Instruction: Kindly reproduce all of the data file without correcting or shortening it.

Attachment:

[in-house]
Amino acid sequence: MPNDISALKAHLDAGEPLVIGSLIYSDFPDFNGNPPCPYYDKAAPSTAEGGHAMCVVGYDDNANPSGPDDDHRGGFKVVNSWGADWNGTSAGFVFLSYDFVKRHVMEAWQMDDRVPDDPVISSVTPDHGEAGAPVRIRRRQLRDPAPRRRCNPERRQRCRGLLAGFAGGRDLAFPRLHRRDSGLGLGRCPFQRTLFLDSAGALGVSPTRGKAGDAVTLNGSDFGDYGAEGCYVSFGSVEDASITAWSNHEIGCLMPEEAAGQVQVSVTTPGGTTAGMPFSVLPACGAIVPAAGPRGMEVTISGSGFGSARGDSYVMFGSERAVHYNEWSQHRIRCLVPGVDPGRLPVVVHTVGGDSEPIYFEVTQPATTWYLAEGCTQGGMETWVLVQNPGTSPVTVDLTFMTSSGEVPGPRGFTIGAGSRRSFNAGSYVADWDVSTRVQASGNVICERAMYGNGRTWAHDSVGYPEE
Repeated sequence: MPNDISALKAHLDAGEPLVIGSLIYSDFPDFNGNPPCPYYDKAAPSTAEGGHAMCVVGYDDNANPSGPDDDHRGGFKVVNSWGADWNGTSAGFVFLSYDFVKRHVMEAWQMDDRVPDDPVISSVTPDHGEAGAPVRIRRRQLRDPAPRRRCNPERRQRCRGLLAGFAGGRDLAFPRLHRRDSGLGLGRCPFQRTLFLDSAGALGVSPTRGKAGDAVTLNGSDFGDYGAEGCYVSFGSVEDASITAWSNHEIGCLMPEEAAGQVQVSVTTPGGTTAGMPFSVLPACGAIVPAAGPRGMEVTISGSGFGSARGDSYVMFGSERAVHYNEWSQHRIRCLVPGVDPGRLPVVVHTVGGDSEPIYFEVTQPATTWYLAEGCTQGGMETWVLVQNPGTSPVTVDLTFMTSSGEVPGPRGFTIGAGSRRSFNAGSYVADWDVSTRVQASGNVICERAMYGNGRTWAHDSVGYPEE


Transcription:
[in-house]
Amino acid sequence: MPNDISALKAHLDAGEPLVIGSLIYSDFPDFNGNPPCPYYDKAAPSTAEGGHAMCVVGYDDNANPSGPDDDHRGGFKVVNSWGADWNGTSAGFVFLSYDFVKRHVMEAWQMDDRVPDDPVISSVTPDHGEAGAPVRIRRRQLRDPAPRRRCNPERRQRCRGLLAGFAGGRDLAFPRLHRRDSGLGLGRCPFQRTLFLDSAGALGVSPTRGKAGDAVTLNGSDFGDYGAEGCYVSFGSVEDASITAWSNHEIGCLMPEEAAGQVQVSVTTPGGTTAGMPFSVLPACGAIVPAAGPRGMEVTISGSGFGSARGDSYVMFGSERAVHYNEWSQHRIRCLVPGVDPGRLPVVVHTVGGDSEPIYFEVTQPATTWYLAEGCTQGGMETWVLVQNPGTSPVTVDLTFMTSSGEVPGPRGFTIGAGSRRSFNAGSYVADWDVSTRVQASGNVICERAMYGNGRTWAHDSVGYPEE
Repeated sequence: MPNDISALKAHLDAGEPLVIGSLIYSDFPDFNGNPPCPYYDKAAPSTAEGGHAMCVVGYDDNANPSGPDDDHRGGFKVVNSWGADWNGTSAGFVFLSYDFVKRHVMEAWQMDDRVPDDPVISSVTPDHGEAGAPVRIRRRQLRDPAPRRRCNPERRQRCRGLLAGFAGGRDLAFPRLHRRDSGLGLGRCPFQRTLFLDSAGALGVSPTRGKAGDAVTLNGSDFGDYGAEGCYVSFGSVEDASITAWSNHEIGCLMPEEAAGQVQVSVTTPGGTTAGMPFSVLPACGAIVPAAGPRGMEVTISGSGFGSARGDSYVMFGSERAVHYNEWSQHRIRCLVPGVDPGRLPVVVHTVGGDSEPIYFEVTQPATTWYLAEGCTQGGMETWVLVQNPGTSPVTVDLTFMTSSGEVPGPRGFTIGAGSRRSFNAGSYVADWDVSTRVQASGNVICERAMYGNGRTWAHDSVGYPEE